Israeli sociology: Social thought amidst struggles and conflicts

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Abstract

The basic challenge of Israeli sociology always has been, and continues to be to present days, the designation of its object of study; i.e. ‘Israeli society’. The history of Israeli sociology and its conception of ‘Israeli society’ may be discerned into the five following modules: 1. Proto-sociology. In the pre-state era, sociological thought thrived within the context of the socialist Zionism. The two prominent ‘proto-sociologists’ were Arthur Ruppin and Martin Buber, who professed German communal perspectives. 2. Modernization sociology. The formative phase of sociology as a discipline was from 1950 to 1977. It was led by Shmuel Noah Eisenstadt, who effected a transition from the German anti-modernist paradigm to an American modernization theory. 3. Critical sociology. The critical phase took place in the 1970s and 1980s. Critical sociology was manifested in elitism, pluralism, Marxism, feminism and colonization approaches. Simultaneously there emerged a robust branch of ‘quantitative sociology’. 4. Post-modern sociology. The turn towards post-modernity started in the 1990s. The three noticeable post-modern perspectives are: post-structuralism, post-colonialism and post-Marxism. 5. Palestinian Arab sociology in Israel. Palestinian Arab sociology is emerging and coming to its own since the 1990s. It reflects integration as well as alienation.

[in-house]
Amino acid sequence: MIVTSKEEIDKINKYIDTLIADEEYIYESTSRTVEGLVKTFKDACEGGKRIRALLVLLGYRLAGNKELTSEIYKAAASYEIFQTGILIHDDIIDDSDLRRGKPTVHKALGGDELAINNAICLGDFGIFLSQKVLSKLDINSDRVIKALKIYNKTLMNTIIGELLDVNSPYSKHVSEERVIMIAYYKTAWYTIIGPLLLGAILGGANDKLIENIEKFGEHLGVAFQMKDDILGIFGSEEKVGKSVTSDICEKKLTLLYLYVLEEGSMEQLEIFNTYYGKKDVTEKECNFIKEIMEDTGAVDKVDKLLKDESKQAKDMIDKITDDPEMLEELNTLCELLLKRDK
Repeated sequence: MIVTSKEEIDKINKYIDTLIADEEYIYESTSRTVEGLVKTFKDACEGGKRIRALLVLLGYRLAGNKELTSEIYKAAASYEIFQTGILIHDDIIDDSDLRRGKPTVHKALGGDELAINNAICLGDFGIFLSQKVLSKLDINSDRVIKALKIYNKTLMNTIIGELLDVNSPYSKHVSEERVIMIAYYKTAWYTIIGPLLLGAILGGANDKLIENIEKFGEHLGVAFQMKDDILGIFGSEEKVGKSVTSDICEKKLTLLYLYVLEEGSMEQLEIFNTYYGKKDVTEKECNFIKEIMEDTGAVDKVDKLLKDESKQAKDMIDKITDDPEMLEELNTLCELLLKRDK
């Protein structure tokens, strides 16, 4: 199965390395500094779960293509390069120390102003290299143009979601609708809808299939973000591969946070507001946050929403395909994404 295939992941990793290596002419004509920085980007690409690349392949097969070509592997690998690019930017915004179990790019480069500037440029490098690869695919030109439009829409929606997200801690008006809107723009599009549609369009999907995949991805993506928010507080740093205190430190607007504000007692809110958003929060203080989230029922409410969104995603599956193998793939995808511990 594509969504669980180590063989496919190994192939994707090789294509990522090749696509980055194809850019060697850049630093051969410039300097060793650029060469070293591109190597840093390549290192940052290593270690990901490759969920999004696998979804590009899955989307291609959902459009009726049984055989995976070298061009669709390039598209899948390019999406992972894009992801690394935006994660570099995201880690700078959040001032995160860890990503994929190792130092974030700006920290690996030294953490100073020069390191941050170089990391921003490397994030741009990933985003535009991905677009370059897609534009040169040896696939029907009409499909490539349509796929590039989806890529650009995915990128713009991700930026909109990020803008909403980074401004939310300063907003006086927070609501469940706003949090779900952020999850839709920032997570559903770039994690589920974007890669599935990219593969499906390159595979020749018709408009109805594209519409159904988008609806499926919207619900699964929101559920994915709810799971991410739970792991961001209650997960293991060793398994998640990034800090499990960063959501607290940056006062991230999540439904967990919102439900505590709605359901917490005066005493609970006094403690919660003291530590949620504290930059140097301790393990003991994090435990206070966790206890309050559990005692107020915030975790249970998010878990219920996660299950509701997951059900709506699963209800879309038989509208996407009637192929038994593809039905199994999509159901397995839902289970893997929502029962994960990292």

Original languageEnglish
Pages (from-to)98-117
Number of pages20
JournalIrish Journal of Sociology
Volume23
Issue number1
DOIs
StatePublished - 1 May 2015

Keywords

  • Eisenstadt
  • History of sociology
  • Israeli society
  • Israeli sociology
  • Palestinian sociology

ASJC Scopus subject areas

  • Social Sciences (all)

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